Automation, artificial intelligence and the gig economy are changing the value of work, but we can reverse this trend by restoring dignity in labour, Jon Cruddas MP will argue in an upcoming lecture.
Globalisation has detached economic and political power from communities, and weakened interpersonal relationships. Corporations have been gaining power, while essential workers have been losing out. We are left with zero hours contracts, sectors with chronic low pay and computerised check outs in our shops. Many accept these changes as the unfortunate consequences of an economic system to which there is no alternative. Reform is often discussed but there is a lack of political will to bring forward meaningful change to foster human flourishing.
Jon Cruddas MP will take this head on in his forthcoming lecture, where he will discuss the challenges to human dignity posed by thesechanges to our understanding of the purpose of work. He will examine the impact, of artificial intelligence and the instability of the gigeconomy, on our wellbeing, and explore whether Universal Basic Income really is the panacea that campaigners believe it could be.
“During the pandemic, we clapped for nurses, care home workers and porters,” said Jon. “We were moved by the sacrifice of postal workers, delivery drivers, cleaners, refuse operatives and shop workers. These jobs became more visible and acquired a renewed standing in our minds. We recognised the dignity of the labour.
“Yet, few are concerned as so many jobs are under threat due to automation. But it doesn’t have to be this way. As we recover from the pandemic, this idea of human dignity, specifically the dignity of labour, could become the organising principle underpinning a new approach to our politics, built around a revived sense of justice and the Common Good – and a new kind of ethical leadership.”
Jon Cruddas MP will be speaking on ‘Just Working? Why the dignity of work is at the heart of the new politics for the common good’, the latest lecture in the prestigious Lincoln Lecture Series exploring how Christian social teaching can be a blessing to public life and discourse.
This lecture is the sixth in the Lincoln Lecture Series, which is being delivered next Tuesday, 11th July, in partnership by Together for the Common Good, Lincoln Cathedral and CCLA. Readers can book their free ticket by following this link: https://www.eventbrite.co.uk/e/common-good-lecture-6-just-working-tickets-637907106327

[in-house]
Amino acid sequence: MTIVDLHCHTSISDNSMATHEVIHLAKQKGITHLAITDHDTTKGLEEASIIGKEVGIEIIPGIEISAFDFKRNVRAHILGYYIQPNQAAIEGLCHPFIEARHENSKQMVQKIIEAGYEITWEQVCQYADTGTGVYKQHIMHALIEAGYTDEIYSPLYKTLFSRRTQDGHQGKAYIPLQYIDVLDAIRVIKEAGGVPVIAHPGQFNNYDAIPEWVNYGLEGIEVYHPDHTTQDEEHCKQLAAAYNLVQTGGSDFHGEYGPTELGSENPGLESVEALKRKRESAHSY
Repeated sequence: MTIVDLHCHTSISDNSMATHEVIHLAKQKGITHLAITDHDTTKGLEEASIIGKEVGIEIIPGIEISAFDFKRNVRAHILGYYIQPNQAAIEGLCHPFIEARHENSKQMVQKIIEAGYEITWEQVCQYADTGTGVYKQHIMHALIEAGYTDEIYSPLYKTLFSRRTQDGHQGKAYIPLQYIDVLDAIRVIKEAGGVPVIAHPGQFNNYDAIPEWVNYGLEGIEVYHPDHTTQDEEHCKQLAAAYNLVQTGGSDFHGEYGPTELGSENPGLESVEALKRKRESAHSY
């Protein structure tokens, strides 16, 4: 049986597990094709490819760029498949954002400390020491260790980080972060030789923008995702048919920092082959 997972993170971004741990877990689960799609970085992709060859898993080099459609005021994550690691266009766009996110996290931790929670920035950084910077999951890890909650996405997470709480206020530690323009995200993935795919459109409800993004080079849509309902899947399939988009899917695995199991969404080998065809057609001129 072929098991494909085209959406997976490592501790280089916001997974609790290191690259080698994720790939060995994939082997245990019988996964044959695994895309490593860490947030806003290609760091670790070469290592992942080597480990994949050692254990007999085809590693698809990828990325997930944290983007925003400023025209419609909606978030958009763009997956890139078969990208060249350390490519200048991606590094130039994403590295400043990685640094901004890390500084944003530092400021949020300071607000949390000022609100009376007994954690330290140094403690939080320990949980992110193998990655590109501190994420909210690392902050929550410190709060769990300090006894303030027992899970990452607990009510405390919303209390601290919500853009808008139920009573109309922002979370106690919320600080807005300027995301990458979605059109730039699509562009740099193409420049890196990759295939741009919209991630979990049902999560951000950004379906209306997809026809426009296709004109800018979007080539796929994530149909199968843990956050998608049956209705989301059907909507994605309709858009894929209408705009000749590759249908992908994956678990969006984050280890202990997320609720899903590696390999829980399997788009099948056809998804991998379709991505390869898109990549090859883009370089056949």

“The Church has been at the forefront of debates and discussions about the dignity of work for decades,” said Jenny Sinclair, Founder and Director of Together for the Common Good.
“From Pope Leo XIII‘s encyclical, Rerum Novarum through to the present day, Catholic Social Teaching has provided a useful framework for good judgement and can help us make sense of these critical issues that affect all our lives.
“Jon Cruddas MP is an intellectual heavyweight who draws on longstanding political experience, expertise in policy anda deep knowledge of Christian social theology to provide a unique analysis into the profound challenges we face andthe practical approaches required for meaningful reform.”
The Revd Canon Dr Simon Jones, Interim Dean of Lincoln, said that the common good was a “quinquennial goal of the Church of England between 2005 and 2010, helping to shape the Church’s engagement in civic and political life.
“This social mission continues, which is why Lincoln Cathedral is delighted to partner with Together for the Common Good and CCLA to deliver the Lincoln Lecture Series, which will help to shape our social engagement by exploring both Anglican Social Theology and Catholic Social Teaching,” said Canon Jones.
• Jon Cruddas is the Labour MP for Dagenham and Rainham and author of The Dignity of Labour. A practising Catholic, Jon is an Honorary Professor at the Jubilee Centre for Character and Virtues at the University of Birmingham, and is writing a history of the Labour Party to mark the 100 year centenary of the first Labour Government in January 2024. He is also a visiting fellow at Nuffield College, Oxford and a visiting professor at the University of Leicester.
Story by William Kelly, The Catholic Network